Guyana and India
Owen Bennett Jones introduces wit, insight and analysis from BBC correspondents around the world. In this edition: Sarah Grainger reflects on Guyana's elections and its British heritage, while Justin Rowlatt learns why the cremation business is booming in the funeral ghats of the River Ganges.
A remnant adrift from the rest of its continent?
Think South America and you're likely to think automatically of the Spanish language -- or at of the special kind of Portuguese spoken in Brazil. But there is a country there with a British rather than Hispanic history.
Guyana is a former British colony: the capital, Georgetown, not only has a very English name but also cricket pitches and a statue of Queen Victoria. And much of its current political landscape has also been inherited from the colonial period - not always for the best. Sarah Grainger, normally based in Venezuela, has paid its smaller neighbout a visit.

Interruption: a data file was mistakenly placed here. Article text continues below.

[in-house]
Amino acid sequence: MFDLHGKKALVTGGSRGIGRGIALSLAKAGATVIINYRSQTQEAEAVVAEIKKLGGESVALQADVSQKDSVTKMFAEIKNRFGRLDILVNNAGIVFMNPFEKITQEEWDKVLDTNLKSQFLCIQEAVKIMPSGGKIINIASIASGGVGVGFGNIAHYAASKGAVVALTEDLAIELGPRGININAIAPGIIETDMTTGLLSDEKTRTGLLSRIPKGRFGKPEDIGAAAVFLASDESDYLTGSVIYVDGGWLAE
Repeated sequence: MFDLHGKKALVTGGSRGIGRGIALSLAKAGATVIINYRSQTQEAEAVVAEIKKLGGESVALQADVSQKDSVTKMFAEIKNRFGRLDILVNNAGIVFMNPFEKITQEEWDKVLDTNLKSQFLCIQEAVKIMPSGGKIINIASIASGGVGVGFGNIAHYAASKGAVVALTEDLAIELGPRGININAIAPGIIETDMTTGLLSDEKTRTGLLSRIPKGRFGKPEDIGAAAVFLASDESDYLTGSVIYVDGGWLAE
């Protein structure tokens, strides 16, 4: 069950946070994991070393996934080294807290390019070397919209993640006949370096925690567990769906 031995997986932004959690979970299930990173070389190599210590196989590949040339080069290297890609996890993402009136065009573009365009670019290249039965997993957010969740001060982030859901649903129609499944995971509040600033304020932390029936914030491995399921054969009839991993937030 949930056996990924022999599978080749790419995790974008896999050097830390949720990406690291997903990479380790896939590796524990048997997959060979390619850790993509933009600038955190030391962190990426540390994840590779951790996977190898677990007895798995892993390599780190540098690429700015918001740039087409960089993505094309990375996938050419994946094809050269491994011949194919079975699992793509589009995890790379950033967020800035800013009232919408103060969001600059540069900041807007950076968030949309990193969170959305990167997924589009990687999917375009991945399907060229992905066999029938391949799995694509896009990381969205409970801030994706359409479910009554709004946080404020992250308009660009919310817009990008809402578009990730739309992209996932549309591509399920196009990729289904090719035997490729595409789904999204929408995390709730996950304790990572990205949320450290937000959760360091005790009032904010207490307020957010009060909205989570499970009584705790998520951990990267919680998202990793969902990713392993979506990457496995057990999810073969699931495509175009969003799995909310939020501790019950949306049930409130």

Express way to heaven?
Globalisation may sometimes seem to be making the world more homogenous – it can appear that there's a Starbucks and dozens of McDonald's in every big city across the world. But there are also counter-trends.
Justin Rowlatt has been to sacred funeral ghats of Varanasi, on the River Ganges, and learned that India's booming economy is fueling a corresponding rise in cremations at one of Hinduism's holiest sites.